Thursday, September 1, 1921
Come into the garden, Maud,
For the black bat, night, has flown,
And the grass and weeds are taking it, and I am here alone;
Doggone it, Maud, come on and work,
And help out with the hoeing.
That does not rhyme so awful good, but it is better than the effort to make stood rhyme with blood, as occurs in the original poem.
For a long time, we have promised ourself to make a full and detailed report about our favorite outdoor sport of gardening and now is as good a time as any. We find it very difficult to talk about it, for no sooner do we open up our heart to a friend on the subject but what his eye begins to wander and turn in and he wants to talk about his own silly garden, and that is no interest to us. When anyone comes around our house, he should be prepared to talk garden and talk intelligent, but not take up all the time. Then another thing, gardeners are such awful liars, and they magnify so much…
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Numerous cases of diphtheria have been reported in the town and county during the past month. Cases have occurred where, so far as known, there had been no exposure to the disease. It is thought that persons who have had the disease may carry the germ of infection for some weeks, or months, after apparent recovery. At any rate it would be well that extra precautions be taken at this time to avoid infection with this serious disease, and that persons recovering from the disease use care not to use common drinking cups or otherwise carry possible infections. The schools of the county will soon open, with increased danger of an epidemic of diphtheria.
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Wm. H. Cackley, of Ronceverte, for forty or more years a subscriber to The Pocahontas Times, was 76 years old on June 25. On September 5, he and Mrs. Cackley will celebrate the 50th anniversary of their wedding. They have two sons and two daughters and seven grandchildren. All are expected to be present and a joyous time is anticipated.
The automobile of W. A. Barlow was stolen in Marlinton Tuesday night. The Barlow family attended Chau- tauqua and parked their car in the street in front of the tent. When they were ready to go home, the car was gone. It was first heard of at Cloverlick, and found at Dunmore Wednesday morning. It had been driven away by one, Asa Rider, aged about 18 years. He was brought to jail and the car returned to its owner. Rider is a native of this county.
He says he has been in the army the past six months.
Wednesday afternoon, August 31st, at 1:30, Earl B. Dever, of Knapps Creek, and Miss Zela Gray Murdoch, of Renick, were united in marriage at the Presbyterian Manse in Marlinton. The young couple left immediately for a trip across the country to Staunton, Va. and Washington, D. C. They expect to be at home on Knapps Creek shortly to receive the congratulations of their friends.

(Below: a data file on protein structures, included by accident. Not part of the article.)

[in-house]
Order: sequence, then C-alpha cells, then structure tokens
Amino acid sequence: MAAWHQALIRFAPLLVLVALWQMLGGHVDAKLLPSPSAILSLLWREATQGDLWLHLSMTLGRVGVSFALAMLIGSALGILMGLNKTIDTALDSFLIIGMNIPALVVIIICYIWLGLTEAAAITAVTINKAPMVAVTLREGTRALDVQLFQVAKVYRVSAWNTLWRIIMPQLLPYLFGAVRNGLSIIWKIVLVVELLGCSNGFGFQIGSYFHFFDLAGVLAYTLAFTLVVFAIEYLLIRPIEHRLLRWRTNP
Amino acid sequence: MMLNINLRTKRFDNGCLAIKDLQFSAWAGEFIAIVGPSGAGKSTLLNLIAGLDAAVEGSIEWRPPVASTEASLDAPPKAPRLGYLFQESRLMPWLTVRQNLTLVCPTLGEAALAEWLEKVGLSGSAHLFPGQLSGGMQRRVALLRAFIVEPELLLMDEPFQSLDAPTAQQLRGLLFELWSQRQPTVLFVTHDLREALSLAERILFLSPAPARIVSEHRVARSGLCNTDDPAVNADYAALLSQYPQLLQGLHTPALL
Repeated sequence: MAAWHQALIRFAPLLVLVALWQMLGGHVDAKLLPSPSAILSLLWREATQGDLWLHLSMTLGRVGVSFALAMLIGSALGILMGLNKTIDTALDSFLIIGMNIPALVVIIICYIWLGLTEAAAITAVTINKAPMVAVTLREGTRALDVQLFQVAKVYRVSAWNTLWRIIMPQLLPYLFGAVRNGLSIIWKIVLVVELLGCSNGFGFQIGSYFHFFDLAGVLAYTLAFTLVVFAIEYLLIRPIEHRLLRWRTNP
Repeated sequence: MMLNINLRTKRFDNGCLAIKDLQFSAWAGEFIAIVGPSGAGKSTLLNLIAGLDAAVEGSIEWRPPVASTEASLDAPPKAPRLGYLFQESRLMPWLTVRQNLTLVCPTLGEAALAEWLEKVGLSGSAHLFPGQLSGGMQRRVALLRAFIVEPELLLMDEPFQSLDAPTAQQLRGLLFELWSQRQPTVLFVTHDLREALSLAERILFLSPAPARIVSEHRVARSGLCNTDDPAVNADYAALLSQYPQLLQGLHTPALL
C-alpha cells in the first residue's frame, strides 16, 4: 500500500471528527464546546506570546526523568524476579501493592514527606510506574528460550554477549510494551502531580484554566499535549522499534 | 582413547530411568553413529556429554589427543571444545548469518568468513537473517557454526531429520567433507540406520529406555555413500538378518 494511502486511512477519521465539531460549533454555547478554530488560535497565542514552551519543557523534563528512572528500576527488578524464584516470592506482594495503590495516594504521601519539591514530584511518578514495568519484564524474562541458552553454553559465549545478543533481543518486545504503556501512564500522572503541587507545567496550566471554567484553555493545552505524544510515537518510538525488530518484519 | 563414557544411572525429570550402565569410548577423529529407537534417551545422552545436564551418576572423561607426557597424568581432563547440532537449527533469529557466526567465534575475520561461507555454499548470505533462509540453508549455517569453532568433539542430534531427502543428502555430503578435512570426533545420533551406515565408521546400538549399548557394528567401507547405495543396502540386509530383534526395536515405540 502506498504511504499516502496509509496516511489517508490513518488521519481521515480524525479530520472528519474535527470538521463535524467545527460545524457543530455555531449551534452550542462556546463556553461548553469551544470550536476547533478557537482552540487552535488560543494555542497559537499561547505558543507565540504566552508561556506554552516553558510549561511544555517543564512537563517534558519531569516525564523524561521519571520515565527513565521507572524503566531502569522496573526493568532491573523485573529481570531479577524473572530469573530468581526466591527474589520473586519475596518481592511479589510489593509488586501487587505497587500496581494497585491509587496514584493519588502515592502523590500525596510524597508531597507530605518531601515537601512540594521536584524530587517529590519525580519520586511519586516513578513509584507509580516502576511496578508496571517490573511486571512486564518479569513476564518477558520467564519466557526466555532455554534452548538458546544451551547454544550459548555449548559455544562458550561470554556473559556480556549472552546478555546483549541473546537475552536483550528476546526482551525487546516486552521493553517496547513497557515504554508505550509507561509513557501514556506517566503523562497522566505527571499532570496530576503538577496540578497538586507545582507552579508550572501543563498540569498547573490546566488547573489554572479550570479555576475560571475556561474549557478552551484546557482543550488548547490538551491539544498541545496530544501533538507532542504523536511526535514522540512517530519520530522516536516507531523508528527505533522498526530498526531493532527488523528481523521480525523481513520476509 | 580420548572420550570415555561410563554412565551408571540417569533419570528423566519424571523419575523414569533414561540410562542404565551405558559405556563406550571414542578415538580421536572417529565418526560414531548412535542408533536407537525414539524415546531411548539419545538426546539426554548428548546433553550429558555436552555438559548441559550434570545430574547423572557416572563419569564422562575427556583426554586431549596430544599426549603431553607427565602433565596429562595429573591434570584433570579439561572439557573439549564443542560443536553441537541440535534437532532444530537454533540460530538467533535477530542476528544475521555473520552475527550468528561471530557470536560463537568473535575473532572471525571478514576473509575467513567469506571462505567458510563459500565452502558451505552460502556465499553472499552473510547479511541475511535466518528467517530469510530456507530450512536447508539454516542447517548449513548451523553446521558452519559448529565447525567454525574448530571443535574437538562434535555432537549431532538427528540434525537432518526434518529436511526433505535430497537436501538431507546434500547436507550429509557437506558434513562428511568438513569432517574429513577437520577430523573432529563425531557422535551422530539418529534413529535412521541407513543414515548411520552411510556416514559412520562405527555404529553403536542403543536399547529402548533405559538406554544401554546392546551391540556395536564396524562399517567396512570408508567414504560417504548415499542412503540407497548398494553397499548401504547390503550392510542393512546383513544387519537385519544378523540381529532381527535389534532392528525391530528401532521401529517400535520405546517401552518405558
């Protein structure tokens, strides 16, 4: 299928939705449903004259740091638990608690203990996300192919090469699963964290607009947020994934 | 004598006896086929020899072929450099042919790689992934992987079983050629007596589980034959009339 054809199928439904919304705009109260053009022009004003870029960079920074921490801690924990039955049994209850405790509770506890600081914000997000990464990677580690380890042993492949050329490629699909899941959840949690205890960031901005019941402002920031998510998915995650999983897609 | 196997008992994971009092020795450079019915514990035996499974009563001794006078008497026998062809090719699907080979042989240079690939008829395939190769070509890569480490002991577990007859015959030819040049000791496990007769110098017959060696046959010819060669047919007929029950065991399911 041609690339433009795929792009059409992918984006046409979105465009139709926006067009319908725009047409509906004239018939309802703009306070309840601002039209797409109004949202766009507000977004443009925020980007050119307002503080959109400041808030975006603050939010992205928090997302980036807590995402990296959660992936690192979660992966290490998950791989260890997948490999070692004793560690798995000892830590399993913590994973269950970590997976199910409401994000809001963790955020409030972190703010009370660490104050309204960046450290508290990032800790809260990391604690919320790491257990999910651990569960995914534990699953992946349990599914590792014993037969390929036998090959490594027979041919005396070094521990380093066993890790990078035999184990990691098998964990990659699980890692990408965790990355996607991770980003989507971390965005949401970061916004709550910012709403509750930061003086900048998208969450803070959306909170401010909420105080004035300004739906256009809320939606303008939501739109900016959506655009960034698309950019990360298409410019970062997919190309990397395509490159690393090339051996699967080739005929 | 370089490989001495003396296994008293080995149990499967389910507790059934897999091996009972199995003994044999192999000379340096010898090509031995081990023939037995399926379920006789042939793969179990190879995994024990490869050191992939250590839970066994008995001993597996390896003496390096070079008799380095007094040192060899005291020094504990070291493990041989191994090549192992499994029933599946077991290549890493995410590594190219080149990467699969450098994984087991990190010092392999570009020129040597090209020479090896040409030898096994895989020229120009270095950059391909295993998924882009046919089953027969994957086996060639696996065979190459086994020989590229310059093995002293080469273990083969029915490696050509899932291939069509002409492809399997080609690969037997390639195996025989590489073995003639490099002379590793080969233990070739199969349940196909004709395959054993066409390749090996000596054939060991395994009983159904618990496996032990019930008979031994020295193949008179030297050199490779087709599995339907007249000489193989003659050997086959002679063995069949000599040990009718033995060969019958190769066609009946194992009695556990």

DICKSON – PRITCHARD
A very pretty wedding was solemnized at Mt. Carmel church on Knapps Creek at high noon, August 24th, when Miss Elsie Pritchard became the bride of Mr. Stewart Dickson.
The church was tastefully decorated in evergreen and potted plants and lighted by numerous candles. Mrs. Elmer Moore sang, “I Love You Truly,” by Carrie Jacobs-Bond, just before the ceremony. The bridal party entered the church to the strains of Mendelssohn’s Wedding March, the flower girls, Virginia Barnett and Catherine Swadley, in white organdie, strewing flowers in the aisle, and opening the gates leading to the altar. The groomsmen, Messrs. Niel Pritchard and Ward Harper, followed by the maids, Miss Mary Pritchard, sister of the bride, and Miss Audrey Swadley, niece of the groom; the groom and his best man, Mr. Roy Dickson. The maid of honor, Miss Blanche Pritchard, sister of the bride, preceded the bride, who was given away by her mother…
A five-course luncheon was served to the bridal party at the home of the bride, just before the ceremony…
Following the ceremony, the young couple left amid a shower of rice and good wishes, for a tour of eastern and northern cities. After October 1st, they will be at home at Crabbottom, Va.
Word has come of the death of Mrs. Ella Moore Varner, at her home in Los Angeles, California, after an illness of three years. Her age was 70 years. She was the widow of Benjamin Varner, and a daughter of the late Washington Moore, of Knapps Creek. Her brother is Zane Moore, of Marlinton.
We are having very dry weather in this section. Rain is badly needed.
The farmers have all finished threshing their grain and are now busy cutting their corn.
Contractors are about to complete the construction of a fine house for Lee Buzzard of this town.
Miss Florence Barnett is back from Kentucky visiting friends and relatives. She will return to Kentucky this week, where she will teach a term of school.
Mrs. Martha Barnett, Mrs. J. W. Gillispie and daughter, of Arbovale, were visiting friends here Sunday.
Showers yesterday revived vegetation somewhat. It is getting very dry in this section.
In the way of improvements, it might be well to state that Geo. A. C. Auldridge is building a new and up to date garage and poultry house and is getting ready to build a barn.
Miss Burr, of Renick, who formerly taught school in this neighborhood, has been the guest of Miss Dameron Barlow for a few days.
A large aeroplane passed over there Tuesday, going in the western direction.
Gilbert VanReenen is recovering from a severe attack of scarlet fever.
Mrs. F. C. Pritchard, of Dunmore, has been spending a few days with her mother, Mrs. M. J. Baxter.